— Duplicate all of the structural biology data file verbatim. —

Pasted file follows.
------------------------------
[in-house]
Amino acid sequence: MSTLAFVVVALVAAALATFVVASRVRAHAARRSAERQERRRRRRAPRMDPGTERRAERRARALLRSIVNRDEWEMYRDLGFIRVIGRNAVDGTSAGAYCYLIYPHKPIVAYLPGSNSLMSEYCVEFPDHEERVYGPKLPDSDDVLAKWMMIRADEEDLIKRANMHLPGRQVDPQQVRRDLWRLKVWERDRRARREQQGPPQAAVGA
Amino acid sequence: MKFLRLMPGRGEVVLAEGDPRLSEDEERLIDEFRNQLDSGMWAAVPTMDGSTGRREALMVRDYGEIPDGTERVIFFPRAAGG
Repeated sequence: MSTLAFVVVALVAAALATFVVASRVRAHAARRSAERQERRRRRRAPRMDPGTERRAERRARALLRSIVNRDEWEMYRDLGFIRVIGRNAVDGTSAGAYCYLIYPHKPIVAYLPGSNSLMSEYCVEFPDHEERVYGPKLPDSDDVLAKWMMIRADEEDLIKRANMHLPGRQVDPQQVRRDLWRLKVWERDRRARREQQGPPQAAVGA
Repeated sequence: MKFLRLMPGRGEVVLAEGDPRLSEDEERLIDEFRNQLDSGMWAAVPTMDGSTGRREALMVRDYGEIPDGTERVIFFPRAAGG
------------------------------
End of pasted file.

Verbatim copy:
[in-house]
Amino acid sequence: MSTLAFVVVALVAAALATFVVASRVRAHAARRSAERQERRRRRRAPRMDPGTERRAERRARALLRSIVNRDEWEMYRDLGFIRVIGRNAVDGTSAGAYCYLIYPHKPIVAYLPGSNSLMSEYCVEFPDHEERVYGPKLPDSDDVLAKWMMIRADEEDLIKRANMHLPGRQVDPQQVRRDLWRLKVWERDRRARREQQGPPQAAVGA
Amino acid sequence: MKFLRLMPGRGEVVLAEGDPRLSEDEERLIDEFRNQLDSGMWAAVPTMDGSTGRREALMVRDYGEIPDGTERVIFFPRAAGG
Repeated sequence: MSTLAFVVVALVAAALATFVVASRVRAHAARRSAERQERRRRRRAPRMDPGTERRAERRARALLRSIVNRDEWEMYRDLGFIRVIGRNAVDGTSAGAYCYLIYPHKPIVAYLPGSNSLMSEYCVEFPDHEERVYGPKLPDSDDVLAKWMMIRADEEDLIKRANMHLPGRQVDPQQVRRDLWRLKVWERDRRARREQQGPPQAAVGA
Repeated sequence: MKFLRLMPGRGEVVLAEGDPRLSEDEERLIDEFRNQLDSGMWAAVPTMDGSTGRREALMVRDYGEIPDGTERVIFFPRAAGG